failure of the prosecution in proving the quantity of methamphetaminehydrochloride;” (3) “despite violation of her constitutional rights;” and (4) “whenguilt was not proven beyond reasonable doubt.”
. Accused-appellant claims that she was arrested and detained in grossviolation of her constitutional rights. She argues that the “shabu” confiscated fromher is inadmissible against her because she was forced to affix her signature on theplastic bags while she was detained at the 1
RASO office, without the assistance of counsel and without having been informed of her constitutional rights. Hence, sheargues, the methamphetamine hydrochloride, or “shabu,” should have beenexcluded from the evidence. The contention has no merit. No statement, if any, was taken from accused-appellant during her detention and used in evidence against her. There is,therefore, no basis for accused-appellant’s invocation of Art. III, §12(1) and (3). Onthe other hand, what is involved in this case is an arrest
in flagrante delicto
pursuantto a valid search made on her person. The trial court held: The constitutional right of the accused was not violated as she was never placedunder custodial investigation but was validly arrested without warrant pursuant tothe provisions of Section 5, Rule 113 of the 1985 Rules of Criminal Procedure whichprovides:Sec. 5. Arrest without warrant; when lawful. A peace officer or a private personmay, without a warrant, arrest a person:(a) when in his presence, the person to be arrested has committed, isactually committing, or is attempting to commit an offense;(b) when an offense has in fact just been committed, and he has personalknowledge of facts indicating that the person to be arrested has committed it; and(Underscoring supplied)x x x xA custodial investigation has been defined in People. v. Ayson 175 SCRA 230 as “thequestioning initiated by law enforcement officers after a person has been taken [in]custody or otherwise deprived of his freedom in any significant way. Thispresupposes that he is suspected of having committed an offense and that theinvestigator is trying to elicit information or [a] confession from him." The circumstances surrounding the arrest of the accused above falls in eitherparagraph (a) or (b) of the Rule above cited, hence the allegation that she has beensubjected to custodial investigation is far from being accurate. The methamphetamine hydrochloride seized from her during the routine frisk at theairport was acquired legitimately pursuant to airport security procedures.Persons may lose the protection of the search and seizure clause by exposure of their persons or property to the public in a manner reflecting a lack of subjectiveexpectation of privacy, which expectation society is prepared to recognize asreasonable. Such recognition is implicit in airport security procedures. Withincreased concern over airplane hijacking and terrorism has come increased securityat the nation’s airports. Passengers attempting to board an aircraft routinely passthrough metal detectors; their carry-on baggage as well as checked luggage areroutinely subjected to x-ray scans. Should these procedures suggest the presenceof suspicious objects, physical searches are conducted to determine what theobjects are. There is little question that such searches are reasonable, given theirminimal intrusiveness, the gravity of the safety interests involved, and the reducedprivacy expectations associated with airline travel. Indeed, travelers are oftennotified through airport public address systems, signs, and notices in their airlinetickets that they are subject to search and, if any prohibited materials or substancesare found, such would be subject to seizure. These announcements placepassengers on notice that ordinary constitutional protections against warrantlesssearches and seizures do not apply to routine airport procedures. The packs of methamphetamine hydrochloride having thus been obtained through avalid warrantless search, they are admissible in evidence against the accused-appellant herein. Corollarily, her subsequent arrest, although likewise withoutwarrant, was justified since it was effected upon the discovery and recovery of “shabu” in her person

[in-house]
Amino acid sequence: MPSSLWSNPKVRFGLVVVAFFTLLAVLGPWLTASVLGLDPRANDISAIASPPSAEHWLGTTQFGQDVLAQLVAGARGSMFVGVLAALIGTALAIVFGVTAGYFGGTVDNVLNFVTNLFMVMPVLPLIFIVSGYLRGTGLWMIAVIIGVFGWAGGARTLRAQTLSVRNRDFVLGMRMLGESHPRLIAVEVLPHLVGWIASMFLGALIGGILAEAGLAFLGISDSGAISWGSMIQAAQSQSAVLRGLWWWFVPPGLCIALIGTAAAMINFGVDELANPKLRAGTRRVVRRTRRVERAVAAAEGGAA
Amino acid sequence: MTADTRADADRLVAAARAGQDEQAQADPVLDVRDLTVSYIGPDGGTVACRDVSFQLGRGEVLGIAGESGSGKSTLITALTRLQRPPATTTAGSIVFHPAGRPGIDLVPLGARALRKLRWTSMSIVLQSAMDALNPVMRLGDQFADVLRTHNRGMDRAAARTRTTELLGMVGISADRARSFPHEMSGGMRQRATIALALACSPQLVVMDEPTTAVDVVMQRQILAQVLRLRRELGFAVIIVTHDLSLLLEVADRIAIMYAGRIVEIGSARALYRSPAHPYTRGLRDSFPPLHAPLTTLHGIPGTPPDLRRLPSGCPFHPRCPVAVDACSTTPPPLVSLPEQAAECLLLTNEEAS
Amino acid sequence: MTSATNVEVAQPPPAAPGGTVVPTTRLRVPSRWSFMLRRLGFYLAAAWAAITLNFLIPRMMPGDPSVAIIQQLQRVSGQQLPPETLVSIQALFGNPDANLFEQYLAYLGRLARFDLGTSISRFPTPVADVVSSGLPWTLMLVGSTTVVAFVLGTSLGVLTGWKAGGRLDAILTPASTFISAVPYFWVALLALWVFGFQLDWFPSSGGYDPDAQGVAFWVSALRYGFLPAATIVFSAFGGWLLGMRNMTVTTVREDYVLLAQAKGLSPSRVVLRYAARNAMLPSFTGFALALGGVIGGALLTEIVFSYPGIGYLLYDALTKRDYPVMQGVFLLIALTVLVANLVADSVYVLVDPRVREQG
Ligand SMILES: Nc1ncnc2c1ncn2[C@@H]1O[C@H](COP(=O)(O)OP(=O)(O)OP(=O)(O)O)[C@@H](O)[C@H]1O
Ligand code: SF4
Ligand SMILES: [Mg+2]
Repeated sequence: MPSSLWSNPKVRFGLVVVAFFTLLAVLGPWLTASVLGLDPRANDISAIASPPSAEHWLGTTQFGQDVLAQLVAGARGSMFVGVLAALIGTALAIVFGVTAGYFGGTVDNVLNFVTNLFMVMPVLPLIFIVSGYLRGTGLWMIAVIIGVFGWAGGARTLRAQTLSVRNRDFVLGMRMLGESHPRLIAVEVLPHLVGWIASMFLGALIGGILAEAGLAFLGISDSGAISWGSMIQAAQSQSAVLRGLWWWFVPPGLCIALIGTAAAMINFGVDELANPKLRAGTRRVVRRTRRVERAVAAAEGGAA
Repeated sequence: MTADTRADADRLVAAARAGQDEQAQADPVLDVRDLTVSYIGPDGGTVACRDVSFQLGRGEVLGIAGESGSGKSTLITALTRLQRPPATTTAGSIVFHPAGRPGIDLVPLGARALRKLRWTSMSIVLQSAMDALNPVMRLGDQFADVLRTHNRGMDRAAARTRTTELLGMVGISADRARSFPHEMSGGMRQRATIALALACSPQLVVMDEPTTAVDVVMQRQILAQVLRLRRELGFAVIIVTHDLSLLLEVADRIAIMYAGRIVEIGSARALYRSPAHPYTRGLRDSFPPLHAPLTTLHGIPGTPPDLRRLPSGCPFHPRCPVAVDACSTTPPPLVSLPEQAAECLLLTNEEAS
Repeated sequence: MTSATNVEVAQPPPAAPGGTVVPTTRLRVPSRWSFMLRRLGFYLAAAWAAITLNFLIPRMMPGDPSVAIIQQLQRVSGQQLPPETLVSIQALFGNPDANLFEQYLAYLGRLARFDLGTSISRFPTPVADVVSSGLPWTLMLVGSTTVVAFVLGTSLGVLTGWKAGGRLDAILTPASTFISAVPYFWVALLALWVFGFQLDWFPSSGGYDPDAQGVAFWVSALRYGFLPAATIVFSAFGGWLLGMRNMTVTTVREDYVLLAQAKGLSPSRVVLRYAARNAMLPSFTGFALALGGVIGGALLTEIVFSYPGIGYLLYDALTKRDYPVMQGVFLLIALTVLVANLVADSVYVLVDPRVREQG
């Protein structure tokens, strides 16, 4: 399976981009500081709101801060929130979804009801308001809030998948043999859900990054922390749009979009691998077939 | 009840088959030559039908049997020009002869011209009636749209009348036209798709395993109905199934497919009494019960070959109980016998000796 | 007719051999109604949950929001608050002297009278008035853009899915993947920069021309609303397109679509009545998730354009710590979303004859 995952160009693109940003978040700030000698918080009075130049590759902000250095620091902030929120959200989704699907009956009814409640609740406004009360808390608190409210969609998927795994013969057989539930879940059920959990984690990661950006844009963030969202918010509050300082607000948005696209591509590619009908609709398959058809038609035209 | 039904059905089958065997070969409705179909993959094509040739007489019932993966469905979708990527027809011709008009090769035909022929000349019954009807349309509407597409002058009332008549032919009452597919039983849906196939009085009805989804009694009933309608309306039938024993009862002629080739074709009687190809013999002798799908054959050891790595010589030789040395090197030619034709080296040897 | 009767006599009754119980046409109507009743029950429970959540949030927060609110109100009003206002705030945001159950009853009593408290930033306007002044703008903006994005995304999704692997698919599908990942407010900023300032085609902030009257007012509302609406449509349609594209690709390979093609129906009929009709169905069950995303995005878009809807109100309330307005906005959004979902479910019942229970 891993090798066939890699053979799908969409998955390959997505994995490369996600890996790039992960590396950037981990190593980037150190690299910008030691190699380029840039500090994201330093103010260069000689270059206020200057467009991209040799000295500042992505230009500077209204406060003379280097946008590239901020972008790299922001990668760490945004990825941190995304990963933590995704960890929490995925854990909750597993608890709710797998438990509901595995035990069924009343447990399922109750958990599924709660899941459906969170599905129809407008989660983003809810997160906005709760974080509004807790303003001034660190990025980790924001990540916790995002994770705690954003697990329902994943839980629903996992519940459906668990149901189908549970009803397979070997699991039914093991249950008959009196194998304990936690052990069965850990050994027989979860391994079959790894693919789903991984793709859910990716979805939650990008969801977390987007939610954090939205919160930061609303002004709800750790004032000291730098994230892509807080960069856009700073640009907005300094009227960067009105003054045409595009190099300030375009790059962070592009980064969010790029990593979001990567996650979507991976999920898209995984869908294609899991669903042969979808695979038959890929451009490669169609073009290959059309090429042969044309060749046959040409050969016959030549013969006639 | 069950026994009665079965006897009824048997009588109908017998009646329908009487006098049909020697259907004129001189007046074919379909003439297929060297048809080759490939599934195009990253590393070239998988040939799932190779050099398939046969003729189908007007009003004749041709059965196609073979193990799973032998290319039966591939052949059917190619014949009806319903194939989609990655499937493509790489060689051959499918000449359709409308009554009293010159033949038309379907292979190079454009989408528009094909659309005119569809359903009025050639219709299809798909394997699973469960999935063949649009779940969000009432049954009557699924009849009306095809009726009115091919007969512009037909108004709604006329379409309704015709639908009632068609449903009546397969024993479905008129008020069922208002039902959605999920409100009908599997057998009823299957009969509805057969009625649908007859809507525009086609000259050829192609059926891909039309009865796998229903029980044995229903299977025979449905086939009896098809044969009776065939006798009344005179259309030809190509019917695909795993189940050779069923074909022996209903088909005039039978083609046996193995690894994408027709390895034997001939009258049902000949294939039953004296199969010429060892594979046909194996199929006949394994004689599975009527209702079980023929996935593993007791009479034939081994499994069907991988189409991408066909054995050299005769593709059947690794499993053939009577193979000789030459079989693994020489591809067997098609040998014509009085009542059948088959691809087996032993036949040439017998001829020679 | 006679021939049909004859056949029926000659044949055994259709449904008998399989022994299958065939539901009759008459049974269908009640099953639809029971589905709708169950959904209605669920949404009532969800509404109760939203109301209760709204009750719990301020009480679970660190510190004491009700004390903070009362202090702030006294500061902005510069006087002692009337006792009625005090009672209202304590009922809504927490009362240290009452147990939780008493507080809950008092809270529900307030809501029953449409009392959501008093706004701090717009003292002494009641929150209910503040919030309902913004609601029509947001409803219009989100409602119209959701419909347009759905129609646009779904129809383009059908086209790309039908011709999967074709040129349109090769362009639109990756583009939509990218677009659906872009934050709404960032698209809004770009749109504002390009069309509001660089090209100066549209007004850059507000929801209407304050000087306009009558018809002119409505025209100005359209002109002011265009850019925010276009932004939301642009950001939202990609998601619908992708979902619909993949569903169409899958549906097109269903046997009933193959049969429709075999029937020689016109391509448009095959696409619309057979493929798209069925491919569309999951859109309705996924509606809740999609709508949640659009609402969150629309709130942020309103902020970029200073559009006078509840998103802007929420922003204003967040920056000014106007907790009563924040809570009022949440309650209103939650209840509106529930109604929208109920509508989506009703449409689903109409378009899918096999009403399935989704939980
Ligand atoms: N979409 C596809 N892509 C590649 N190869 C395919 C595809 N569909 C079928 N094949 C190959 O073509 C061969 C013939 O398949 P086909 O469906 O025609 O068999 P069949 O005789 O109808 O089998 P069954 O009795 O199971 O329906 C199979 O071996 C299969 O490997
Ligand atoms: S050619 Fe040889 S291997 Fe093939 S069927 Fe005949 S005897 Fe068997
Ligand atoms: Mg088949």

in flagrante delicto.
Anent her allegation that her signature on the said packs (Exhibits C-1, C-2 and C-3herein) had been obtained while she was in the custody of the airport authoritieswithout the assistance of counsel, the Solicitor General correctly points out thatnowhere in the records is it indicated that accused-appellant was required to affixher signature to the packs. In fact, only the signatures of Embile and Ramirezthereon, along with their testimony to that effect, were presented by theprosecution in proving its case. There is, however, no justification for the confiscation of accused-appellant’spassport, airline ticket, luggage, and other personal effects. The pictures takenduring that time are also inadmissible, as are the girdle taken from her, and hersignature thereon. Rule 126, §2 of the Revised Rules of Criminal Procedureauthorizes the search and seizure only of the following:
Personal property to be seized
. ¾ A search warrant may be issued for the searchand seizure of personal property:(a) Subject of the offense;(b) Stolen or embezzled and other proceeds or fruits of the offense; and(c) Used or intended to be used as the means of committing an offense.Accordingly, the above items seized from accused-appellant should be returned toher.
. Accused-appellant argues that the prosecution failed to fully ascertain thequantity of methamphetamine hydrochloride to justify the imposition of the penaltyof